Published November 16, 2018
For Bradley Cheetham (BS ’09), his time at UB was more than the classes he took, the club he started or the experiments he conducted. It was about the relationships.
Cheetham, CEO and co-founder of Advanced Space, a company focused on flight dynamics and operations software, reflected on these relationships during a recent visit to UB.
“The talks with your professors, chats with advisers or mentors, they seem trivial in the moment,” he shared with students. “But what you don’t realize [at the time] is that in the long run, everything you do depends on the people.”
Take it from Cheetham, a three-time entrepreneur and lifelong commercial space advocate who has built a career on showing people that he can solve their biggest problems. In his world, that means improving mission planning and operations for clients like NASA, the U.S. Air Force and commercial operators and startups across the space industry. It means involvement in six of the past eight U.S. spacecraft missions to the moon, and a hand in the sustainable exploration, development and settlement of space.
Cheetham returned to campus on Tuesday as the featured guest in the Blackstone LaunchPad’s “How I Built This” series, a forum in which successful entrepreneurs answer questions and share best practices for starting a business and getting it off the ground.
He also revisited his days as an honors student, stopping by the University Honors College for its International Café event, and toured the engineering labs he frequented as an undergraduate.
Cheetham earned a bachelor’s degree in aerospace and mechanical engineering from UB and a master’s degree from the University of Colorado at Boulder. As an entrepreneur, he has founded companies focused on drone software and conference management technology, and Advanced Space, where he leads strategy to deliver flight dynamics and operation software to space industry clients.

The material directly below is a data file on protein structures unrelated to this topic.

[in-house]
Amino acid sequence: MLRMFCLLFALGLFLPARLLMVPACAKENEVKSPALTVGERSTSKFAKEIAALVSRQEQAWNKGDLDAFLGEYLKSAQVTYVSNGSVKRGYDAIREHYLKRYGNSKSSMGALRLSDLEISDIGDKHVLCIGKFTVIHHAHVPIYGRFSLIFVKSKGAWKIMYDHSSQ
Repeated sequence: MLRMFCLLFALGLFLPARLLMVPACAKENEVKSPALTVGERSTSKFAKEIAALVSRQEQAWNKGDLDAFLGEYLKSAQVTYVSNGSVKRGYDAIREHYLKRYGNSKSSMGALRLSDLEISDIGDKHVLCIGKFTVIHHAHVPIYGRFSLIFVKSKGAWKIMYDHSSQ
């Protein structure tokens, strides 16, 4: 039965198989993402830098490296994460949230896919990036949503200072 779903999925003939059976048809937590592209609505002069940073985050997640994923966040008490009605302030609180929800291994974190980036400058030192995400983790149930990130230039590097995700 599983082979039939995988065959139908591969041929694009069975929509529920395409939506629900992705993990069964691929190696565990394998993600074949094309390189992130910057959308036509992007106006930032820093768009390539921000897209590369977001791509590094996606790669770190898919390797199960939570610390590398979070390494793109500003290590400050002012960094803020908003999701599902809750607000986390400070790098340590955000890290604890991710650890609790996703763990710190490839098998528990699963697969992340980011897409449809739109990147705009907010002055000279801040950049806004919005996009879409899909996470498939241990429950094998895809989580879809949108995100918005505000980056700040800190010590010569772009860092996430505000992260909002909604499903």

It’s a natural journey for a person who loved space as a child and as an undergraduate at UB, where his path to industry took flight. “For me, space was always something I was really excited about,” Cheetham said. “What changed for me at UB is that before [I came here], I didn’t think I could actually do it. But the opportunities to meet and learn from other people made it more approachable, and then I realized I could be a part of it. I didn’t know exactly how … but I learned to just chase it and do the exciting thing,” he said.
While at UB, Cheetham excelled academically but seized every extra moment to conduct experiments between classes, co-found the UB chapter of Students for the Exploration and Development of Space (SEDS), and cultivate relationships that mattered, with professors like Paul DesJardin from the School of Engineering and Applied Sciences.
Cheetham’s visit to UB included a stop at DesJardin’s Combustion and Energy Transport (CET) Laboratory, where the two reminisced on the experiments that gave Cheetham his start. An undergraduate research project, funded by the Center for Undergraduate Research and Creative Activities (CURCA), allowed Cheetham to measure fuel propagation speed and compare it to theory.
The research team identified the corner in the lab where they had mixed gases and ignited them, crouching close to the ground to stay out of the way. While the experiment is long over, traces of it remain in the lab, like the Pyrex tubes Cheetham procured for the project, and the memory of DesJardin filming the results on his personal video camera.
With his enthusiasm guided in the right direction, Cheetham was able to found SEDS, something he knows now was a chance to give back to younger UB students. A visit to the SEDS lab allowed him to see not just the students’ rockets and handmade parachute, but also how the club has evolved since his days selling coffee in the Student Union to raise funds. Last year, 10 SEDS students traveled to New Mexico to launch rockets during the Intercollegiate Rocket Engineering Competition.
As the students and Cheetham talked shop about payloads and propellants, Cheetham noted how UB equips students with the novel and unique opportunities that really stand out. If you can talk about them, he observed, you can show how you can contribute – here, and to space.